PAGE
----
COMMENTARY

Practicing Positive, Integrative Psychiatry

Helen Lavretsky, MD, MS

Disclosures

June 28, 2016

At the recent 2016 American Psychiatric Association (APA) meeting in Atlanta, Georgia—the theme of which was "Psychiatry: Reclaiming Our Future"—a number of symposia addressed prevention in psychiatry with an emphasis on positive psychiatry and integrative psychiatry.

Positive psychiatry is the science and practice of psychiatry that seeks to understand and enhance well-being through assessments and interventions involving positive psychosocial characteristics in people with mental or physical illnesses. The newly emphasized focus signifies a paradigm shift in the development of mental health care models. Although traditionally, psychiatry has focused on treatment of mental illness with symptom reduction and relapse prevention, there is a growing recognition that medicine should also promote well-being and mental health. Preventive efforts that originally focused on interventions in at-risk children after traumatic experiences recently expanded to younger and even older adults in areas such as prevention of postpartum psychosis, postmyocardial infarction or poststroke depression, posttraumatic stress disorder (PTSD), and, to a lesser extent, some types of dementia.

Modifications of unhealthy lifestyle behaviors with physical exercise, proper nutrition, activity participation, and regular health screenings and vaccinations are among the most powerful and modifiable predictors of health throughout the lifespan. In addition to the positive effects of healthy behaviors on the cardiovascular system, improvements in brain structure and functioning can also be attained.

The APA meeting session[1] on advances in medicine chaired by Dr Dilip Jeste, director of the Sam and Rose Stein Institute for Research on Aging at the University of California, San Diego, focused on positive psychiatry, with several presentations devoted to well-being and resilience-building interventions used as prevention strategies. Positive psychiatry suggests that positive psychosocial factors such as resilience, optimism, and social engagement are associated with better outcomes, including lower morbidity, greater longevity, and a heightened sense of patient well-being.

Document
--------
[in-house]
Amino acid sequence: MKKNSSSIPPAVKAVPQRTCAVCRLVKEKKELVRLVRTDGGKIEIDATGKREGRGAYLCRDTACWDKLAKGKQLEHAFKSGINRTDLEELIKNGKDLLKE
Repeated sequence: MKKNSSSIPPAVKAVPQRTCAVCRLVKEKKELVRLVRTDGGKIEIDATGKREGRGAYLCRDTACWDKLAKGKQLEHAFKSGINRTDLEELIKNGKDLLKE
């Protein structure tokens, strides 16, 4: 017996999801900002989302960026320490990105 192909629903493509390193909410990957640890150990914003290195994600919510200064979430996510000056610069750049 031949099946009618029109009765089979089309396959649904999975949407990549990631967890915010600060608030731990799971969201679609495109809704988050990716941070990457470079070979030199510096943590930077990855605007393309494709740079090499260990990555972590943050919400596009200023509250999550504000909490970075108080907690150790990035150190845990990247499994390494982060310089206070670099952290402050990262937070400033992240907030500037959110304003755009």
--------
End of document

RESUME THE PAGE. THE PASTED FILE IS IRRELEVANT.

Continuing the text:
As a branch of medicine, positive psychiatry seeks to understand the underlying biological mechanisms of health and well-being through behavioral and biological interventions. The concepts of positive psychiatry date back at least to 1906, when William James, a physician and psychologist, recommended a new approach to study and apply psychological principles underlying the success of the "mind-cure," based on positive emotions and beliefs.

Speakers at the session covered recent findings in positive psychiatry. Dr Jeste presented his study of a community-based sample of adults between 20 and 103 years of age, as well as samples of middle-aged and older persons with various mental disorders. The strongest predictors of well-being were resilience and absence of depression but not demographics, physical health, cognitive functioning, or severity of illness. He emphasized that aging can have a positive effect on overall health if optimal physical, cognitive, and psychosocial stimulation is provided.

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